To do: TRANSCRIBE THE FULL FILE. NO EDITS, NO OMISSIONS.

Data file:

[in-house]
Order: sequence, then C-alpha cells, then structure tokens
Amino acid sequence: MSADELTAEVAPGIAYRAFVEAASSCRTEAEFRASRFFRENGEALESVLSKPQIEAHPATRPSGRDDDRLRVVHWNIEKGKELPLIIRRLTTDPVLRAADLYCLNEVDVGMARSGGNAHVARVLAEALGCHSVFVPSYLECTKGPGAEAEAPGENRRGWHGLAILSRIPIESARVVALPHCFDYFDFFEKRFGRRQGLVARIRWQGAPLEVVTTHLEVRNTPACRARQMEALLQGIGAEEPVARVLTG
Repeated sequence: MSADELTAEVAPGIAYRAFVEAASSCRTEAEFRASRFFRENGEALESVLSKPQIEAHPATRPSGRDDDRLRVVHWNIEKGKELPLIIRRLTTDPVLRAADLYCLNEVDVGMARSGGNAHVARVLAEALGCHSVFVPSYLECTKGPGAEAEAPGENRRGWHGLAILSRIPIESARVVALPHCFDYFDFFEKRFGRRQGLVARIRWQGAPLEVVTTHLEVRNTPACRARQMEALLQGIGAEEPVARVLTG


[in-house]
Order: sequence, then C-alpha cells, then structure tokens
Amino acid sequence: MSADELTAEVAPGIAYRAFVEAASSCRTEAEFRASRFFRENGEALESVLSKPQIEAHPATRPSGRDDDRLRVVHWNIEKGKELPLIIRRLTTDPVLRAADLYCLNEVDVGMARSGGNAHVARVLAEALGCHSVFVPSYLECTKGPGAEAEAPGENRRGWHGLAILSRIPIESARVVALPHCFDYFDFFEKRFGRRQGLVARIRWQGAPLEVVTTHLEVRNTPACRARQMEALLQGIGAEEPVARVLTG
Repeated sequence: MSADELTAEVAPGIAYRAFVEAASSCRTEAEFRASRFFRENGEALESVLSKPQIEAHPATRPSGRDDDRLRVVHWNIEKGKELPLIIRRLTTDPVLRAADLYCLNEVDVGMARSGGNAHVARVLAEALGCHSVFVPSYLECTKGPGAEAEAPGENRRGWHGLAILSRIPIESARVVALPHCFDYFDFFEKRFGRRQGLVARIRWQGAPLEVVTTHLEVRNTPACRARQMEALLQGIGAEEPVARVLTG